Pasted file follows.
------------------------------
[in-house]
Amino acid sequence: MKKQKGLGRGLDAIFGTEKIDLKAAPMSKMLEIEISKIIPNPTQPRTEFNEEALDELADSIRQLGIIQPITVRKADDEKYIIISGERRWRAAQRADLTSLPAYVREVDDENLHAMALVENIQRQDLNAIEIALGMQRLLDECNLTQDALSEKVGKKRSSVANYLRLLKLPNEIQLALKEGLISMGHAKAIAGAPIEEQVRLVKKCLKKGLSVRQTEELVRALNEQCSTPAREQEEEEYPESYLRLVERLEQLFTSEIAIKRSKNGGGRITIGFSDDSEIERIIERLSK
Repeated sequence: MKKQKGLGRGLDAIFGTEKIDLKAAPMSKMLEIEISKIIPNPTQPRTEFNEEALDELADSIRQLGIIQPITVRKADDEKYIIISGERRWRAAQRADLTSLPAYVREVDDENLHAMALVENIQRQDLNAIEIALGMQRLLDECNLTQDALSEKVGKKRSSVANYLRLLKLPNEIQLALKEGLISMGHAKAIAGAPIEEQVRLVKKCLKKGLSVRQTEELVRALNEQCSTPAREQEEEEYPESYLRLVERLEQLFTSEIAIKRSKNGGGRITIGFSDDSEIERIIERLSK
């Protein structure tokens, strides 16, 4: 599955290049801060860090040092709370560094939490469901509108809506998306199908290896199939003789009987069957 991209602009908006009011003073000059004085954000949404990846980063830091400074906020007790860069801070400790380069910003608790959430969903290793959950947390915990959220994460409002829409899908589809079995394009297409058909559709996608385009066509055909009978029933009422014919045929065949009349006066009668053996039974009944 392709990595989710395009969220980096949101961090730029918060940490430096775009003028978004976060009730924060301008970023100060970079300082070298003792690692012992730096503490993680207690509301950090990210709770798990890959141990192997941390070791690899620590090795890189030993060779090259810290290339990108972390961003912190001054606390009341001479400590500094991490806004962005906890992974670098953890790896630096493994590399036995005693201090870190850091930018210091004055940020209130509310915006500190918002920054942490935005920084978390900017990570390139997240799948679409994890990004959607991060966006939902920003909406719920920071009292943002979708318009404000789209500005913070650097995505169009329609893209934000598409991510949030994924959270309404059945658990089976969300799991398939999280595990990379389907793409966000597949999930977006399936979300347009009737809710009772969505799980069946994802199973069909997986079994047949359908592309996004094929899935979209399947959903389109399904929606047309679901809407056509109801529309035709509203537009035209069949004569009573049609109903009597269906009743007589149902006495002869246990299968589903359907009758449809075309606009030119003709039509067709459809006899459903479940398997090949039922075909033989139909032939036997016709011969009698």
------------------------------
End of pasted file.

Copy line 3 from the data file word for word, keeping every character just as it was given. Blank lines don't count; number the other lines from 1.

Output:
Repeated sequence: MKKQKGLGRGLDAIFGTEKIDLKAAPMSKMLEIEISKIIPNPTQPRTEFNEEALDELADSIRQLGIIQPITVRKADDEKYIIISGERRWRAAQRADLTSLPAYVREVDDENLHAMALVENIQRQDLNAIEIALGMQRLLDECNLTQDALSEKVGKKRSSVANYLRLLKLPNEIQLALKEGLISMGHAKAIAGAPIEEQVRLVKKCLKKGLSVRQTEELVRALNEQCSTPAREQEEEEYPESYLRLVERLEQLFTSEIAIKRSKNGGGRITIGFSDDSEIERIIERLSK